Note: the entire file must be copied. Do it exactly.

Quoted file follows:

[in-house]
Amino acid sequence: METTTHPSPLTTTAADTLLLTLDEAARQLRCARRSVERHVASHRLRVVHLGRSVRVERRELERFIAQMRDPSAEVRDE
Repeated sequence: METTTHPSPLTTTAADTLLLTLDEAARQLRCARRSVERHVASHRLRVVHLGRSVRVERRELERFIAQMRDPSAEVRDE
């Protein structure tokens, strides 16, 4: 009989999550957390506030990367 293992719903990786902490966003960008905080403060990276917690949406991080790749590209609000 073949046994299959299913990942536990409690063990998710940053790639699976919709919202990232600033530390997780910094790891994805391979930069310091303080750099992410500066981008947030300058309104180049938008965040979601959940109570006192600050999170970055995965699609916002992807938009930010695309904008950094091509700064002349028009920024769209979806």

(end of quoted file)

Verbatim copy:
[in-house]
Amino acid sequence: METTTHPSPLTTTAADTLLLTLDEAARQLRCARRSVERHVASHRLRVVHLGRSVRVERRELERFIAQMRDPSAEVRDE
Repeated sequence: METTTHPSPLTTTAADTLLLTLDEAARQLRCARRSVERHVASHRLRVVHLGRSVRVERRELERFIAQMRDPSAEVRDE
């Protein structure tokens, strides 16, 4: 009989999550957390506030990367 293992719903990786902490966003960008905080403060990276917690949406991080790749590209609000 073949046994299959299913990942536990409690063990998710940053790639699976919709919202990232600033530390997780910094790891994805391979930069310091303080750099992410500066981008947030300058309104180049938008965040979601959940109570006192600050999170970055995965699609916002992807938009930010695309904008950094091509700064002349028009920024769209979806």